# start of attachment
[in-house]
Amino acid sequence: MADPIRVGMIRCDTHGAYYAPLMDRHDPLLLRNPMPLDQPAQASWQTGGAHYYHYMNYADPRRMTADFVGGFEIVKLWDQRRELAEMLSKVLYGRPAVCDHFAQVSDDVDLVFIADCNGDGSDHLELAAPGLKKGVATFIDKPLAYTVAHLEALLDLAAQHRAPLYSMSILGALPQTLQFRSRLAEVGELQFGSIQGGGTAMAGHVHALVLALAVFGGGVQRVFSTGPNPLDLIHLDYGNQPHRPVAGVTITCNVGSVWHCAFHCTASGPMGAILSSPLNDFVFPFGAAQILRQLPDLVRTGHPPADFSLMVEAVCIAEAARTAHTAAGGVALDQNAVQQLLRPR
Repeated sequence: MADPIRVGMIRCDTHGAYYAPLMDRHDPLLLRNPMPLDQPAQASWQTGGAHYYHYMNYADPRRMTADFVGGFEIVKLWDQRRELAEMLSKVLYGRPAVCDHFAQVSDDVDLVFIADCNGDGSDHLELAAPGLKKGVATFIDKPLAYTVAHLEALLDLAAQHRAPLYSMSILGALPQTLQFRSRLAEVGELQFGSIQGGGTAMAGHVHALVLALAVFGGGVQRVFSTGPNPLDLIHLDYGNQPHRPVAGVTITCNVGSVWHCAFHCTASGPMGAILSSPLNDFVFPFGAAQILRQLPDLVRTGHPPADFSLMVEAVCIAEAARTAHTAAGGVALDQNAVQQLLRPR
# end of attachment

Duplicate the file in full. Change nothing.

[in-house]
Amino acid sequence: MADPIRVGMIRCDTHGAYYAPLMDRHDPLLLRNPMPLDQPAQASWQTGGAHYYHYMNYADPRRMTADFVGGFEIVKLWDQRRELAEMLSKVLYGRPAVCDHFAQVSDDVDLVFIADCNGDGSDHLELAAPGLKKGVATFIDKPLAYTVAHLEALLDLAAQHRAPLYSMSILGALPQTLQFRSRLAEVGELQFGSIQGGGTAMAGHVHALVLALAVFGGGVQRVFSTGPNPLDLIHLDYGNQPHRPVAGVTITCNVGSVWHCAFHCTASGPMGAILSSPLNDFVFPFGAAQILRQLPDLVRTGHPPADFSLMVEAVCIAEAARTAHTAAGGVALDQNAVQQLLRPR
Repeated sequence: MADPIRVGMIRCDTHGAYYAPLMDRHDPLLLRNPMPLDQPAQASWQTGGAHYYHYMNYADPRRMTADFVGGFEIVKLWDQRRELAEMLSKVLYGRPAVCDHFAQVSDDVDLVFIADCNGDGSDHLELAAPGLKKGVATFIDKPLAYTVAHLEALLDLAAQHRAPLYSMSILGALPQTLQFRSRLAEVGELQFGSIQGGGTAMAGHVHALVLALAVFGGGVQRVFSTGPNPLDLIHLDYGNQPHRPVAGVTITCNVGSVWHCAFHCTASGPMGAILSSPLNDFVFPFGAAQILRQLPDLVRTGHPPADFSLMVEAVCIAEAARTAHTAAGGVALDQNAVQQLLRPR